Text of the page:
Title: Red Storm Rising
Author: Tom Clancy
Clancy, Tom (1986). Red Storm Rising. New York: Putnam
Date Updated: March 10, 2015
Kirkus Reviews says the following about this book.
The author of the best-selling sub-chaser, The Hunt for Red October, launches a bigger confrontation: the USSR takes on NATO for a deadly bout of conventional warfare. Islamic extremists sabotage a major Siberian oil field, leaving the Soviet Union faced with years of fuel shortages. The hawkish Minister of Defense convinces the Politburo to take desperate action: Soviet forces will first neutralize NATO, then invade the Persian Gulf and seize control of its oil.
To buy time for the troops to prepare, the Russians make a major arms-control initiative. But Bob Toland, an analyst for the National Security Agency, notices and reports unusual activity. Soon forces everywhere are on full alert. Teams of elite Red Army troops attack selected West German targets and a shooting war is on. A US base in Keflavik, Iceland, is shocked by a Soviet air and sea assault. The valuable post is lost, but not before a canny Air Force weatherman, Mike Edwards, and a small band of men escape and head for the barren Icelandic outback, where they radio reports of Soviet activity to satellite intelligence. The capture of Iceland not only cuts down on effective defense against subs, it also gives the Russians a handy launching spot for air raids on the convoys that are bringing supplies and soldiers across the Atlantic to Europe. Edward Morris, commander of the U.S.S. Pharris, defends the convoys and tracks shadowy subs until his ship is crippled. In Germany, tank battalions attack and counterattack. Skipper Dan McCafferty leads a pack of US subs deep into the Barents Sea, where they let loose a volley of missiles that hit bases within the Soviet Union itself. Finally, the Soviets, hard pressed, contemplate a “limited” nuclear attack, but several sane men manage to propel the crisis to a negotiated happy end.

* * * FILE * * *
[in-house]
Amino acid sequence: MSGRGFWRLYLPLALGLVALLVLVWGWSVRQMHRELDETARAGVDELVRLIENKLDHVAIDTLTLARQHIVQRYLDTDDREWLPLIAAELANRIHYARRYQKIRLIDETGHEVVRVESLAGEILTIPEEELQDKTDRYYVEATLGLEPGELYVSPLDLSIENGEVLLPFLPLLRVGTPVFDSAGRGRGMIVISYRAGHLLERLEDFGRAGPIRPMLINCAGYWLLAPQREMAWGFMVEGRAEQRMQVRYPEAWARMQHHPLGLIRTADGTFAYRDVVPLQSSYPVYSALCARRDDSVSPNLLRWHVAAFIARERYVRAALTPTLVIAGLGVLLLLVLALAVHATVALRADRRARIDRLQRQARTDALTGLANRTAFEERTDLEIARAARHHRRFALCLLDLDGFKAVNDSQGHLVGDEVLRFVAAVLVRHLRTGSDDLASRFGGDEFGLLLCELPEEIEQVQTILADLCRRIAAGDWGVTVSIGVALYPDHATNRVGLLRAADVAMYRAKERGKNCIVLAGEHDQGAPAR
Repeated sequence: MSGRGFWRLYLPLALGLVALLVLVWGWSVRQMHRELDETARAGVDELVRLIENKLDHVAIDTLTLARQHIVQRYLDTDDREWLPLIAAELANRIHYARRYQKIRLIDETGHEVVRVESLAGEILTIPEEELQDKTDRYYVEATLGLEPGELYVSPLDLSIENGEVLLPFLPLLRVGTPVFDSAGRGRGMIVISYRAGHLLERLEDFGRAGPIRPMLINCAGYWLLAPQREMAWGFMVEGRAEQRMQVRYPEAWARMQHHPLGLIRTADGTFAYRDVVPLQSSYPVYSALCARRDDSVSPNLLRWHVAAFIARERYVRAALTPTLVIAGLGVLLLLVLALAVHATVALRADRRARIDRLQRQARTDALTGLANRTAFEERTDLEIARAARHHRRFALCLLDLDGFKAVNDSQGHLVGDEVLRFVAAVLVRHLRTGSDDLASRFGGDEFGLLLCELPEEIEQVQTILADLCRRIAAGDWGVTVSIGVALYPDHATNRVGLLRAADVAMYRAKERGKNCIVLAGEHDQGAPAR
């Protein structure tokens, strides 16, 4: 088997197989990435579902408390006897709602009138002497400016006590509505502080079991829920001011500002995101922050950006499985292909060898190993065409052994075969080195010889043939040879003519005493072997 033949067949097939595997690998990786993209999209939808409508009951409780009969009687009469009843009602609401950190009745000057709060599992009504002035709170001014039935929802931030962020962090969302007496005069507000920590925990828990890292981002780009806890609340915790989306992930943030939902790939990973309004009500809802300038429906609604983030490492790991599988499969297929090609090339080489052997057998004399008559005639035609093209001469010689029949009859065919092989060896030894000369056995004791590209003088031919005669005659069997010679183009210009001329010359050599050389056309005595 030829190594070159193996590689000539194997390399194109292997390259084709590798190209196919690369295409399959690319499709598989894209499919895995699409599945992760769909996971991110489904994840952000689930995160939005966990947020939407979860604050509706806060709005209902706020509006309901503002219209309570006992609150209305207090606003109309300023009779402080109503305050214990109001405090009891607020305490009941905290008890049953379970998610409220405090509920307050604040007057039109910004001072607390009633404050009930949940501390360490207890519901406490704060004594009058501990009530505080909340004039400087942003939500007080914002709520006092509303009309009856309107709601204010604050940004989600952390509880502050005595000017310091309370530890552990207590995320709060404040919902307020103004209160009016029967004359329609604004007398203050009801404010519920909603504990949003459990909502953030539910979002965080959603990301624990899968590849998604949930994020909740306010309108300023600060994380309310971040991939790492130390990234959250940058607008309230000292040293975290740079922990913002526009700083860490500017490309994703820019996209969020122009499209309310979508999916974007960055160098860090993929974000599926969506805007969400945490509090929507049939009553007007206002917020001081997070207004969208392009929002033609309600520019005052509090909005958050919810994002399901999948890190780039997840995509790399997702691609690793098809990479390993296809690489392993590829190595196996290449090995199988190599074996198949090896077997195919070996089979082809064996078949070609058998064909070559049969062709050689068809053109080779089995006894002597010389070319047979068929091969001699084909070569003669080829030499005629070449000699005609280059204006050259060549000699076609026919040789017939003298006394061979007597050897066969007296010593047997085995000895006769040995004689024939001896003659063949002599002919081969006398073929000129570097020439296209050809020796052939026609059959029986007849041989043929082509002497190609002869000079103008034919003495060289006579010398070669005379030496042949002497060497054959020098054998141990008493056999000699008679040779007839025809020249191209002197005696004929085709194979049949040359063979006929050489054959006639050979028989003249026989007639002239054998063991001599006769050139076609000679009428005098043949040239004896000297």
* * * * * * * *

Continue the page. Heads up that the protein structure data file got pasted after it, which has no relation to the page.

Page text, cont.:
Clancy populates both armies with intelligent and likable men, arms them with astonishingly powerful weapons (for some, the virtuosity of these high-tech arms will be the book’s greatest appeal), and succeeds in keeping the action crisp, absorbing The breadth of activity precludes the neat structure of suspense that distinguished Red October. But, still, an informative, readable, sometimes dazzling speculation on superpower war.